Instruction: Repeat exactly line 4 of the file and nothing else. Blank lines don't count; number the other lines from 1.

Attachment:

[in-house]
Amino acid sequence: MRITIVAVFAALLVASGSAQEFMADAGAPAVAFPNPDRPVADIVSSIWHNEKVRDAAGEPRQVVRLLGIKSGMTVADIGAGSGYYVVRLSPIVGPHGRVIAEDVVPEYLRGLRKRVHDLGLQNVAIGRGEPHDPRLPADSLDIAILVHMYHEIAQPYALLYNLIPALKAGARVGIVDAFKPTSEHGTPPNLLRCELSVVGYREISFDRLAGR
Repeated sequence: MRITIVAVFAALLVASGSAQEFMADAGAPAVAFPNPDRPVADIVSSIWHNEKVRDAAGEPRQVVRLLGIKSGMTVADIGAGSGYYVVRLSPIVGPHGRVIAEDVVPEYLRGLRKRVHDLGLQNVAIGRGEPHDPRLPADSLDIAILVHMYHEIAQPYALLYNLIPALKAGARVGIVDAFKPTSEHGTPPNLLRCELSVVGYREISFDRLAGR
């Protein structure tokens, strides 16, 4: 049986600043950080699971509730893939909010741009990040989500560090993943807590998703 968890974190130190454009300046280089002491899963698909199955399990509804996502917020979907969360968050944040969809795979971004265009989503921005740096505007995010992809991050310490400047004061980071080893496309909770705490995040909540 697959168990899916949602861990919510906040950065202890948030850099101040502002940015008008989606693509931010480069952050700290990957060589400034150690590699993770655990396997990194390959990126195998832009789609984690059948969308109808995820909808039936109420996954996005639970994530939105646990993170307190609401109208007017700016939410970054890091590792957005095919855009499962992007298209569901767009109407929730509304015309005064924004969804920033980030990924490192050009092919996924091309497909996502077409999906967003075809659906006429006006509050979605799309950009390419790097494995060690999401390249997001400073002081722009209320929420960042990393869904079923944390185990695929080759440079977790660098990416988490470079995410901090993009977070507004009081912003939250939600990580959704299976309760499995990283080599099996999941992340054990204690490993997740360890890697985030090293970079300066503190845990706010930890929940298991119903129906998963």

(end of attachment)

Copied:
């Protein structure tokens, strides 16, 4: 049986600043950080699971509730893939909010741009990040989500560090993943807590998703 968890974190130190454009300046280089002491899963698909199955399990509804996502917020979907969360968050944040969809795979971004265009989503921005740096505007995010992809991050310490400047004061980071080893496309909770705490995040909540 697959168990899916949602861990919510906040950065202890948030850099101040502002940015008008989606693509931010480069952050700290990957060589400034150690590699993770655990396997990194390959990126195998832009789609984690059948969308109808995820909808039936109420996954996005639970994530939105646990993170307190609401109208007017700016939410970054890091590792957005095919855009499962992007298209569901767009109407929730509304015309005064924004969804920033980030990924490192050009092919996924091309497909996502077409999906967003075809659906006429006006509050979605799309950009390419790097494995060690999401390249997001400073002081722009209320929420960042990393869904079923944390185990695929080759440079977790660098990416988490470079995410901090993009977070507004009081912003939250939600990580959704299976309760499995990283080599099996999941992340054990204690490993997740360890890697985030090293970079300066503190845990706010930890929940298991119903129906998963």